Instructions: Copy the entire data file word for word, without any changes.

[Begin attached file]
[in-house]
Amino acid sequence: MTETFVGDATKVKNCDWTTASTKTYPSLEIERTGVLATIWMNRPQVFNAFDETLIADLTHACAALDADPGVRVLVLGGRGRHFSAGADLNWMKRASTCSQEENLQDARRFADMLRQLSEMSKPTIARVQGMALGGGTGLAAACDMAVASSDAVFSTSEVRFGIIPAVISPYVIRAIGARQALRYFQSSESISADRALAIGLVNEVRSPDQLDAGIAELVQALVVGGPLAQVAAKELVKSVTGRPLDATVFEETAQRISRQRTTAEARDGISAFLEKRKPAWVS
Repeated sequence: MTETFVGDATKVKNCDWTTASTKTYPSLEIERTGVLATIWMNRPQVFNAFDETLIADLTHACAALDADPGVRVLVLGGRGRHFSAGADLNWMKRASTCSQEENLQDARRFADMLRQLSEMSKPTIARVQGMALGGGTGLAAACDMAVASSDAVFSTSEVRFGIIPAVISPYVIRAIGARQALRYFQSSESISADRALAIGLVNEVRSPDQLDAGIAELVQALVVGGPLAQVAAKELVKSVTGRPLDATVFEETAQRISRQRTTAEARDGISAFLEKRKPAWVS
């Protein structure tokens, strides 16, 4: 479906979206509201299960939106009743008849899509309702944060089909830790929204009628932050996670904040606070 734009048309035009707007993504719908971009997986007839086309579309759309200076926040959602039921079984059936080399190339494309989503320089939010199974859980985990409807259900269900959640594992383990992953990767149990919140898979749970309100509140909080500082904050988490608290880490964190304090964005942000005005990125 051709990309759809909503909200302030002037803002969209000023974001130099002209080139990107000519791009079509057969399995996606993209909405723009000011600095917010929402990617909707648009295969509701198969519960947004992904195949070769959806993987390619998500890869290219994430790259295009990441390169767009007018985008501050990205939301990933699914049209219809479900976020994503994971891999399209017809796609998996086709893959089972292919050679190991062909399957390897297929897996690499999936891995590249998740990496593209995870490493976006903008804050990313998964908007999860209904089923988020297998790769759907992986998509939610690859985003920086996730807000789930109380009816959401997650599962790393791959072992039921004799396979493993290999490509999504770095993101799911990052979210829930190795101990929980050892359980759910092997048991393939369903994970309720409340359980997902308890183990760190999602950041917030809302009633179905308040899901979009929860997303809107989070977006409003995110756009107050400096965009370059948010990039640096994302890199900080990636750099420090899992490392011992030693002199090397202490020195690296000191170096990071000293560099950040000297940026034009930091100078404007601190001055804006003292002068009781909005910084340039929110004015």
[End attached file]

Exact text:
[in-house]
Amino acid sequence: MTETFVGDATKVKNCDWTTASTKTYPSLEIERTGVLATIWMNRPQVFNAFDETLIADLTHACAALDADPGVRVLVLGGRGRHFSAGADLNWMKRASTCSQEENLQDARRFADMLRQLSEMSKPTIARVQGMALGGGTGLAAACDMAVASSDAVFSTSEVRFGIIPAVISPYVIRAIGARQALRYFQSSESISADRALAIGLVNEVRSPDQLDAGIAELVQALVVGGPLAQVAAKELVKSVTGRPLDATVFEETAQRISRQRTTAEARDGISAFLEKRKPAWVS
Repeated sequence: MTETFVGDATKVKNCDWTTASTKTYPSLEIERTGVLATIWMNRPQVFNAFDETLIADLTHACAALDADPGVRVLVLGGRGRHFSAGADLNWMKRASTCSQEENLQDARRFADMLRQLSEMSKPTIARVQGMALGGGTGLAAACDMAVASSDAVFSTSEVRFGIIPAVISPYVIRAIGARQALRYFQSSESISADRALAIGLVNEVRSPDQLDAGIAELVQALVVGGPLAQVAAKELVKSVTGRPLDATVFEETAQRISRQRTTAEARDGISAFLEKRKPAWVS
């Protein structure tokens, strides 16, 4: 479906979206509201299960939106009743008849899509309702944060089909830790929204009628932050996670904040606070 734009048309035009707007993504719908971009997986007839086309579309759309200076926040959602039921079984059936080399190339494309989503320089939010199974859980985990409807259900269900959640594992383990992953990767149990919140898979749970309100509140909080500082904050988490608290880490964190304090964005942000005005990125 051709990309759809909503909200302030002037803002969209000023974001130099002209080139990107000519791009079509057969399995996606993209909405723009000011600095917010929402990617909707648009295969509701198969519960947004992904195949070769959806993987390619998500890869290219994430790259295009990441390169767009007018985008501050990205939301990933699914049209219809479900976020994503994971891999399209017809796609998996086709893959089972292919050679190991062909399957390897297929897996690499999936891995590249998740990496593209995870490493976006903008804050990313998964908007999860209904089923988020297998790769759907992986998509939610690859985003920086996730807000789930109380009816959401997650599962790393791959072992039921004799396979493993290999490509999504770095993101799911990052979210829930190795101990929980050892359980759910092997048991393939369903994970309720409340359980997902308890183990760190999602950041917030809302009633179905308040899901979009929860997303809107989070977006409003995110756009107050400096965009370059948010990039640096994302890199900080990636750099420090899992490392011992030693002199090397202490020195690296000191170096990071000293560099950040000297940026034009930091100078404007601190001055804006003292002068009781909005910084340039929110004015």